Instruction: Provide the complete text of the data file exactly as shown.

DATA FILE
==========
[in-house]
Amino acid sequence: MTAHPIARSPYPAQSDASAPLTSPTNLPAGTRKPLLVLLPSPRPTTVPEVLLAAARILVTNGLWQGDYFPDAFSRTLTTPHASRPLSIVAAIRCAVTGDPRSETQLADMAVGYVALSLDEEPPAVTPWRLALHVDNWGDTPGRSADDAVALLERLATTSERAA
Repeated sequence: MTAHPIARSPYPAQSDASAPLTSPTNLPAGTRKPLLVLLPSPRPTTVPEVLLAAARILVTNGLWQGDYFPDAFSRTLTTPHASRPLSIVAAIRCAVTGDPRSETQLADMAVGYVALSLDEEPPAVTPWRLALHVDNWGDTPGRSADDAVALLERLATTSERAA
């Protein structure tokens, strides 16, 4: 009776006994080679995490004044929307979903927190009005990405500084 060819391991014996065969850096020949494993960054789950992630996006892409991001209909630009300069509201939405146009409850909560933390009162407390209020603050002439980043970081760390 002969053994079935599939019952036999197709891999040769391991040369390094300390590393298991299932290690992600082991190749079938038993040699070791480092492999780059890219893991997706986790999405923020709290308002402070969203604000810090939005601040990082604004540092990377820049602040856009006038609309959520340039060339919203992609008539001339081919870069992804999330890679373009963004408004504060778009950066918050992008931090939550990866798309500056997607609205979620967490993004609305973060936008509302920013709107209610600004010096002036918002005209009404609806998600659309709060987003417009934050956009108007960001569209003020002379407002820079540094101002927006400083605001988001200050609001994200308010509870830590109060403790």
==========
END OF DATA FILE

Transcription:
[in-house]
Amino acid sequence: MTAHPIARSPYPAQSDASAPLTSPTNLPAGTRKPLLVLLPSPRPTTVPEVLLAAARILVTNGLWQGDYFPDAFSRTLTTPHASRPLSIVAAIRCAVTGDPRSETQLADMAVGYVALSLDEEPPAVTPWRLALHVDNWGDTPGRSADDAVALLERLATTSERAA
Repeated sequence: MTAHPIARSPYPAQSDASAPLTSPTNLPAGTRKPLLVLLPSPRPTTVPEVLLAAARILVTNGLWQGDYFPDAFSRTLTTPHASRPLSIVAAIRCAVTGDPRSETQLADMAVGYVALSLDEEPPAVTPWRLALHVDNWGDTPGRSADDAVALLERLATTSERAA
């Protein structure tokens, strides 16, 4: 009776006994080679995490004044929307979903927190009005990405500084 060819391991014996065969850096020949494993960054789950992630996006892409991001209909630009300069509201939405146009409850909560933390009162407390209020603050002439980043970081760390 002969053994079935599939019952036999197709891999040769391991040369390094300390590393298991299932290690992600082991190749079938038993040699070791480092492999780059890219893991997706986790999405923020709290308002402070969203604000810090939005601040990082604004540092990377820049602040856009006038609309959520340039060339919203992609008539001339081919870069992804999330890679373009963004408004504060778009950066918050992008931090939550990866798309500056997607609205979620967490993004609305973060936008509302920013709107209610600004010096002036918002005209009404609806998600659309709060987003417009934050956009108007960001569209003020002379407002820079540094101002927006400083605001988001200050609001994200308010509870830590109060403790």